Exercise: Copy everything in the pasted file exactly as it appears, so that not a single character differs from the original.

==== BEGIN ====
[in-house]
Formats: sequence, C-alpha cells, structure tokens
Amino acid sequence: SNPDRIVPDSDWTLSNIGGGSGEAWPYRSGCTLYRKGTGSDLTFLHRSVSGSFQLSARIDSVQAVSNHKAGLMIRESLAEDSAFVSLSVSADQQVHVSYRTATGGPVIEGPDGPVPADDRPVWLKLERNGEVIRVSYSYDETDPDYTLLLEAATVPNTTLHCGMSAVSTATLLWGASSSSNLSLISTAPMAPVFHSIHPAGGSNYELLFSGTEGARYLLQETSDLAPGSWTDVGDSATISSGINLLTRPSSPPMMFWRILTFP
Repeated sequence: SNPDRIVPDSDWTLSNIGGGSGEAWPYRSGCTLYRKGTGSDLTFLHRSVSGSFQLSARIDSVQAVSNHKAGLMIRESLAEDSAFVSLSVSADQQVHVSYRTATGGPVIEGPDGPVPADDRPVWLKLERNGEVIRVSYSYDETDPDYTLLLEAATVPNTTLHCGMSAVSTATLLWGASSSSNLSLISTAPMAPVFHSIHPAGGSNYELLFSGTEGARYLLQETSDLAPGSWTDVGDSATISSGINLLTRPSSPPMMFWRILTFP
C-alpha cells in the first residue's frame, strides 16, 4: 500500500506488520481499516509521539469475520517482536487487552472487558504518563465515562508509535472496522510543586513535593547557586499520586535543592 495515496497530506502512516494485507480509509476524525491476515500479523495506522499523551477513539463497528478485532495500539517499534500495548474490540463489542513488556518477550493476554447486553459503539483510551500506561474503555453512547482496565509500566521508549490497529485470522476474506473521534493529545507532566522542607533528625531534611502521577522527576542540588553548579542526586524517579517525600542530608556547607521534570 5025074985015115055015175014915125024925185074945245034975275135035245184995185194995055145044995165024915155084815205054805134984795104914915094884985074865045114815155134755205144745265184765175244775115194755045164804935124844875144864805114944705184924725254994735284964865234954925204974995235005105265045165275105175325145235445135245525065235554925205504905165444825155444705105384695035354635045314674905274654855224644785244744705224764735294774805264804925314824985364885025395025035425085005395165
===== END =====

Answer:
[in-house]
Formats: sequence, C-alpha cells, structure tokens
Amino acid sequence: SNPDRIVPDSDWTLSNIGGGSGEAWPYRSGCTLYRKGTGSDLTFLHRSVSGSFQLSARIDSVQAVSNHKAGLMIRESLAEDSAFVSLSVSADQQVHVSYRTATGGPVIEGPDGPVPADDRPVWLKLERNGEVIRVSYSYDETDPDYTLLLEAATVPNTTLHCGMSAVSTATLLWGASSSSNLSLISTAPMAPVFHSIHPAGGSNYELLFSGTEGARYLLQETSDLAPGSWTDVGDSATISSGINLLTRPSSPPMMFWRILTFP
Repeated sequence: SNPDRIVPDSDWTLSNIGGGSGEAWPYRSGCTLYRKGTGSDLTFLHRSVSGSFQLSARIDSVQAVSNHKAGLMIRESLAEDSAFVSLSVSADQQVHVSYRTATGGPVIEGPDGPVPADDRPVWLKLERNGEVIRVSYSYDETDPDYTLLLEAATVPNTTLHCGMSAVSTATLLWGASSSSNLSLISTAPMAPVFHSIHPAGGSNYELLFSGTEGARYLLQETSDLAPGSWTDVGDSATISSGINLLTRPSSPPMMFWRILTFP
C-alpha cells in the first residue's frame, strides 16, 4: 500500500506488520481499516509521539469475520517482536487487552472487558504518563465515562508509535472496522510543586513535593547557586499520586535543592 495515496497530506502512516494485507480509509476524525491476515500479523495506522499523551477513539463497528478485532495500539517499534500495548474490540463489542513488556518477550493476554447486553459503539483510551500506561474503555453512547482496565509500566521508549490497529485470522476474506473521534493529545507532566522542607533528625531534611502521577522527576542540588553548579542526586524517579517525600542530608556547607521534570 5025074985015115055015175014915125024925185074945245034975275135035245184995185194995055145044995165024915155084815205054805134984795104914915094884985074865045114815155134755205144745265184765175244775115194755045164804935124844875144864805114944705184924725254994735284964865234954925204974995235005105265045165275105175325145235445135245525065235554925205504905165444825155444705105384695035354635045314674905274654855224644785244744705224764735294774805264804925314824985364885025395025035425085005395165